‘America first’ could become ‘India first’

What is the H-1B visa?

America is great because of its willingness to accept talented immigrants.

That’s what Nandan Nilekani, the billionaire co-founder of Infosys Technologies, would tell President Trump if given the chance.

“If you really want to keep America … globally competitive, you should be open to overseas talent,” Nilekani said on the sidelines of CNN’s Asia Business Forum in Bengaluru.

Infosys (Infi) It is the second largest outsourcing company in India and a major recipient of US H-1B visas. The documents allow the tech company to hire a large number of Indians in the US.

The Trump administration is now considering major changes to the visa program. Press Secretary Sean Spicer said in January that Trump would continue to talk about reforming the H-1B program, among other things, as part of a broader push for immigration reform.

Restricted visas hit Indian workers the hardest.

India is a major source of high-skilled labor for the U.S. tech industry. Seventy percent of the popular H-1B visas go to Indians, according to U.S. government data.

Shares in several Indian tech companies, including Infosys, tumbled two weeks ago amid reports of an imminent crackdown on work visas.

Related: The tech industry backs Trump’s visa reform

Nilekani said the government was wrong to hold out.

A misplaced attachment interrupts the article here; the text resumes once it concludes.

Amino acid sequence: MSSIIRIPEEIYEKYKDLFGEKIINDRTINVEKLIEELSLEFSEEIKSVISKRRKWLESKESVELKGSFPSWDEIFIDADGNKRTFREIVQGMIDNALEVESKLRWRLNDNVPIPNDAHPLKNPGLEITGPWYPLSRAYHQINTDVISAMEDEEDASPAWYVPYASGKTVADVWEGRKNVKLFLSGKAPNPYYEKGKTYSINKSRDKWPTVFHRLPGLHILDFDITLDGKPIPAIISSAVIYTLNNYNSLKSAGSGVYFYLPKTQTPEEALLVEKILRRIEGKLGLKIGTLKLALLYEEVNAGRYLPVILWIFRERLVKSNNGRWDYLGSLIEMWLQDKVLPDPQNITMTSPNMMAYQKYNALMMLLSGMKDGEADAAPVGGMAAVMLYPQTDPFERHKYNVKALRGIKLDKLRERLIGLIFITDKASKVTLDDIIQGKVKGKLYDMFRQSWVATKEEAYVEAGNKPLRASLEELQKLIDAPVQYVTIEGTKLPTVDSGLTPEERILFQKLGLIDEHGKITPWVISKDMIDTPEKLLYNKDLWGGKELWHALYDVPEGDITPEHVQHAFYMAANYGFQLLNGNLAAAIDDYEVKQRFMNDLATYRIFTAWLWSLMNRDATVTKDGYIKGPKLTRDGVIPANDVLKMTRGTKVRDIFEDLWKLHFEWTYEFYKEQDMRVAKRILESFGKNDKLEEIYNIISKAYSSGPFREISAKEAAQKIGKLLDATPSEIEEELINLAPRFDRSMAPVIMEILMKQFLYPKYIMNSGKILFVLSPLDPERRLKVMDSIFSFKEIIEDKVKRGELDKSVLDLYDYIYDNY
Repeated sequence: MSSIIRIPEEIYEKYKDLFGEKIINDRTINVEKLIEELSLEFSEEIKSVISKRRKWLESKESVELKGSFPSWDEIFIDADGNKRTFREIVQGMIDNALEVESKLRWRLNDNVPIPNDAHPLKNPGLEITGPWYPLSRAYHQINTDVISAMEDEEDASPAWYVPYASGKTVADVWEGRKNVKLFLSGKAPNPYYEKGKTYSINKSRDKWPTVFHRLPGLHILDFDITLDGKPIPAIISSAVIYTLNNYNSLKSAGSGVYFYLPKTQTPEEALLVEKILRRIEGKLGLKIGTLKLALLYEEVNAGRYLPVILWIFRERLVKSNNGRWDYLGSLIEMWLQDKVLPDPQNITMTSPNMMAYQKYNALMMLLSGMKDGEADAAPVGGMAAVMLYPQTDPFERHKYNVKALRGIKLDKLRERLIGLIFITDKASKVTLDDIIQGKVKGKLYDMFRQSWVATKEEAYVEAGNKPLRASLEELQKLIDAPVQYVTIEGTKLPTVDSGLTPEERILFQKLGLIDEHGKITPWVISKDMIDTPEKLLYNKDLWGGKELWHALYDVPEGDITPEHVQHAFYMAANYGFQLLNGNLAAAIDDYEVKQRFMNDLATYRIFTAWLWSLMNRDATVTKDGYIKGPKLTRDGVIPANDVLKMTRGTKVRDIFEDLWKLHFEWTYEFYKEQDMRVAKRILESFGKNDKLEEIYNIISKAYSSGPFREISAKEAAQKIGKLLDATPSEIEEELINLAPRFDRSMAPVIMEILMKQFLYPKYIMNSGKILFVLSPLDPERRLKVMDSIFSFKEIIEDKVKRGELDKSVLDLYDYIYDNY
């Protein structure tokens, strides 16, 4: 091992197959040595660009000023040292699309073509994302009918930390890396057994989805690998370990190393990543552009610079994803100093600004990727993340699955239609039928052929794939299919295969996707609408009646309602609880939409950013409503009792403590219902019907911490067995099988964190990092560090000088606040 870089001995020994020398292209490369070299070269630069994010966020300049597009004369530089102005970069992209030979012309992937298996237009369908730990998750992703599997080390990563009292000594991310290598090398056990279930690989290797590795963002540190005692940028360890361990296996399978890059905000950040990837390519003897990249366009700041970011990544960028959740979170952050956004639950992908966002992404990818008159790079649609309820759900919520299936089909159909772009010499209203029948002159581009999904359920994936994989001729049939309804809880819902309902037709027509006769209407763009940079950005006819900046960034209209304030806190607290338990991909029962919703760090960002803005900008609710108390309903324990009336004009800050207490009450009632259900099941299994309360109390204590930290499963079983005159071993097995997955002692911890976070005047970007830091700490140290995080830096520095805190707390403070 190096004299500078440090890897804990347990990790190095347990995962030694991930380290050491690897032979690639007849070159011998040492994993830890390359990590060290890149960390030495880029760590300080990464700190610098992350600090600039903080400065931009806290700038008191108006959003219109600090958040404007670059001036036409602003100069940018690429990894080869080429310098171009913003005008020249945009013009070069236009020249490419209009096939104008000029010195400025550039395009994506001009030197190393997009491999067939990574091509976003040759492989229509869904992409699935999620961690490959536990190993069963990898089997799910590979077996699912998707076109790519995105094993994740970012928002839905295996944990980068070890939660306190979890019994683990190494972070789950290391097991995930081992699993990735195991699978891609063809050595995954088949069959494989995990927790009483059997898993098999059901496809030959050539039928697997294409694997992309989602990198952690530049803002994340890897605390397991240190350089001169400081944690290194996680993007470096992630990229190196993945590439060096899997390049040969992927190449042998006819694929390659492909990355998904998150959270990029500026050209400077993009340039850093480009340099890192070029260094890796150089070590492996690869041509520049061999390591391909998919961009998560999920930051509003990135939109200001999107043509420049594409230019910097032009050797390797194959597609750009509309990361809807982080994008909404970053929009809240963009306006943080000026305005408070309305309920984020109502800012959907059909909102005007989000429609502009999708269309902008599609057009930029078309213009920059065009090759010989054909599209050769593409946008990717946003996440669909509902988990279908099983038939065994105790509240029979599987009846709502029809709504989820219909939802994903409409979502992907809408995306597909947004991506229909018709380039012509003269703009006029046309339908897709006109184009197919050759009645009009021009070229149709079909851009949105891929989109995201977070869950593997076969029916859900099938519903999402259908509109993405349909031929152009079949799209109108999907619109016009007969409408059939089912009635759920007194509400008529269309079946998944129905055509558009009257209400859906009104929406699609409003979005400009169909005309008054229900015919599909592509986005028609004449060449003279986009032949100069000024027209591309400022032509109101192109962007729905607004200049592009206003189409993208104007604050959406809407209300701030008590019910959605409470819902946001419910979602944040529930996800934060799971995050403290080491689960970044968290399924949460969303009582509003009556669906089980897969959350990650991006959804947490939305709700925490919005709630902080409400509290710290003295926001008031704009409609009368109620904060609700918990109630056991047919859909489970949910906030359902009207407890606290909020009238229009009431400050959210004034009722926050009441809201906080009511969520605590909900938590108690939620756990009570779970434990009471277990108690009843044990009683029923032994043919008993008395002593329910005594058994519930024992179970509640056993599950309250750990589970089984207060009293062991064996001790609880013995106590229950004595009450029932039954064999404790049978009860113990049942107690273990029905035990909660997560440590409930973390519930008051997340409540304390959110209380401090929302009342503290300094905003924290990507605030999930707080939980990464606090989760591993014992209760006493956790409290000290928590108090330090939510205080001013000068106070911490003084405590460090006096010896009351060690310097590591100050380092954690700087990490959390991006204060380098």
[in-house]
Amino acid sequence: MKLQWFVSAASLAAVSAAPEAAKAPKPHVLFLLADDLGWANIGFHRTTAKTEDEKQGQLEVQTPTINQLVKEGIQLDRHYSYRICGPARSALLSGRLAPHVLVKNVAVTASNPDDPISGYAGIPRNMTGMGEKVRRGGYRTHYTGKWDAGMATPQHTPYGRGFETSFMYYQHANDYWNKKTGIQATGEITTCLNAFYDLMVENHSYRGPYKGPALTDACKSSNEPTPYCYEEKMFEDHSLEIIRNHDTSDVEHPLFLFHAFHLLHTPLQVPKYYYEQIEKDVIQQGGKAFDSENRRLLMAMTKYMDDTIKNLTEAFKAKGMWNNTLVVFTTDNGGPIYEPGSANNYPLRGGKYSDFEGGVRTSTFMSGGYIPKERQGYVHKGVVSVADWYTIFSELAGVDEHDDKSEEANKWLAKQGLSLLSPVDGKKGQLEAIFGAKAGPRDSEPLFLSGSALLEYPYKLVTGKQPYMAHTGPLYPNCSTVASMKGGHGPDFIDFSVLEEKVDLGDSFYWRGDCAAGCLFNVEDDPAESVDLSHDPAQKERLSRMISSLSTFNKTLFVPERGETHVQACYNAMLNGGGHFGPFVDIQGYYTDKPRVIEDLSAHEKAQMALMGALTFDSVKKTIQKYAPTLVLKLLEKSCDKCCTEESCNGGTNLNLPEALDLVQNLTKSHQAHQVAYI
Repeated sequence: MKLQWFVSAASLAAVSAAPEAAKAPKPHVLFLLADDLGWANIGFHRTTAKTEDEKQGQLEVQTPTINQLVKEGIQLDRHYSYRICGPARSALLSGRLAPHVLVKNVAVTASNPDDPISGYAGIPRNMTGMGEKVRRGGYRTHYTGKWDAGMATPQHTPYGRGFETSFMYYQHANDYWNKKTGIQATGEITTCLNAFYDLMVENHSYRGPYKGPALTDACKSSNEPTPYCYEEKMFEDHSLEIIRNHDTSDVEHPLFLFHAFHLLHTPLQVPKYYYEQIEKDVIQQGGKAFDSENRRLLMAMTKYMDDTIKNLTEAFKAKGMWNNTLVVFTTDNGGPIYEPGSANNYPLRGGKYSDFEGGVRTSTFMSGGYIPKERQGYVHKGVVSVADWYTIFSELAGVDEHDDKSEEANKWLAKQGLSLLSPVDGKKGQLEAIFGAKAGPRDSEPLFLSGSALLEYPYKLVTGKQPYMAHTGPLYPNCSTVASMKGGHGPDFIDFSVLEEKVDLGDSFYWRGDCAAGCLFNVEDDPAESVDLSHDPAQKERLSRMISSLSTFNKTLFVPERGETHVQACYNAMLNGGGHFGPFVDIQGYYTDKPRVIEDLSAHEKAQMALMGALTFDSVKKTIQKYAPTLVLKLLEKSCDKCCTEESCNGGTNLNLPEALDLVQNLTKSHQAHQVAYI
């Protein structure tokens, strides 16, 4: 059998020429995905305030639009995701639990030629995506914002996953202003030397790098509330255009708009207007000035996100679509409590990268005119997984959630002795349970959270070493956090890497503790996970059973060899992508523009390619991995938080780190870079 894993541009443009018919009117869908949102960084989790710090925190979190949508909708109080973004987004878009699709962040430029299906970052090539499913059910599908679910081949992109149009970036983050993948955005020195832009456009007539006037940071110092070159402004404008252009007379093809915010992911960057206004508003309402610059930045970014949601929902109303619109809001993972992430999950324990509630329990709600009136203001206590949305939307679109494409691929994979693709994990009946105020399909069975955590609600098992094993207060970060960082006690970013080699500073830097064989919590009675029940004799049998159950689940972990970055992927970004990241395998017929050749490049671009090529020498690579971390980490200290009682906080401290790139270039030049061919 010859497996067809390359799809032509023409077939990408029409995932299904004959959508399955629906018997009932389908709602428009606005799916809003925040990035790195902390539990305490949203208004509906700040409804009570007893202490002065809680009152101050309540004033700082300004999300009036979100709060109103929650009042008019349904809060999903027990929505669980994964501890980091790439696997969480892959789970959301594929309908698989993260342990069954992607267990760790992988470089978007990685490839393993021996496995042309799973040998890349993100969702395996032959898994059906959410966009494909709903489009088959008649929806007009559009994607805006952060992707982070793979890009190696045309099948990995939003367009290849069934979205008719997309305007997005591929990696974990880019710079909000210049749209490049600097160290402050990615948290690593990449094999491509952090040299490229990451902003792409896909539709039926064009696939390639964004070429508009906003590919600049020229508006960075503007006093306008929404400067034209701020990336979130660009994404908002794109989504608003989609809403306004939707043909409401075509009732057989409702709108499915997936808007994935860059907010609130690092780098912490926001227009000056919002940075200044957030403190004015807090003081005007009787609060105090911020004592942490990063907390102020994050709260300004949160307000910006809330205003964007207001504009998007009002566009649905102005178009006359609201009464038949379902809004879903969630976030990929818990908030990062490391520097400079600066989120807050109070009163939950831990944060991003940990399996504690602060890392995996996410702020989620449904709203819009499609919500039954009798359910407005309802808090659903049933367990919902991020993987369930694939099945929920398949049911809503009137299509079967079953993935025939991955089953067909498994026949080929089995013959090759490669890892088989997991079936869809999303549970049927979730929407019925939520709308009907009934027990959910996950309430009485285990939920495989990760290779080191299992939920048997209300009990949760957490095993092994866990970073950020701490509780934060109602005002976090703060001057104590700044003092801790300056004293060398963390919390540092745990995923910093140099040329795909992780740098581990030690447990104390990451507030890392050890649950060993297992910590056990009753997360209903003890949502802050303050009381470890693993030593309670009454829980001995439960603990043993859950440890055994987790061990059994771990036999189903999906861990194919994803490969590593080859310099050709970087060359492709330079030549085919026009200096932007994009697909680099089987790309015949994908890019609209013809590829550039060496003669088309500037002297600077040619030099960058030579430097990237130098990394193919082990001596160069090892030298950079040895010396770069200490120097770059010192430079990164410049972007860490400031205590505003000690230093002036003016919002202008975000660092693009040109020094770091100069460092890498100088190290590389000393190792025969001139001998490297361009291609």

“Indian companies have done a lot to help American companies become more competitive, and I think that should continue,” Nilekani said. “If you look at Silicon Valley … the founders of most companies are immigrants.”

India’s contribution to the industry – especially at the top – has been disproportionate. Current CEO Google (Google) and Microsoft (Microsoft Corporation)for example, they were all born in India.

RELATED: India alarmed by US plan to change high-skilled visas

But Nilekani, who is also the architect of India’s ambitious biometric identity scheme, said India would ultimately benefit from any new restrictions imposed by Trump’s “America First” plan. If talented engineers cannot go to US, they will stay in India.

“This visa issue comes up every few years in the U.S., especially during election season,” he said. “It actually speeds up development [in India], because … people are investing more money to get the work done here. ”

Nilekani cites his own project for the Indian government as an example.

The Bangalore-born entrepreneur left Infosys in 2009 to run India’s sprawling social security scheme, known as Aadhaar.Thanks to the initiative, the vast majority of India’s 1.3 billion citizens now have a biometric ID number, enabling them to receive government services, perform banking transactions, and even conduct biometric payment.

“It was built by very talented and committed Indians,” Nilekani said. “Many of them have global experience, but they use that talent and experience to solve problems in India.”

Nilekani said the country’s large, young population is increasingly choosing to stay at home and participate.

“India first,” he said.

CNNMoney (Bangalore, India) First posted Feb 13, 2017: 2:19pm EST

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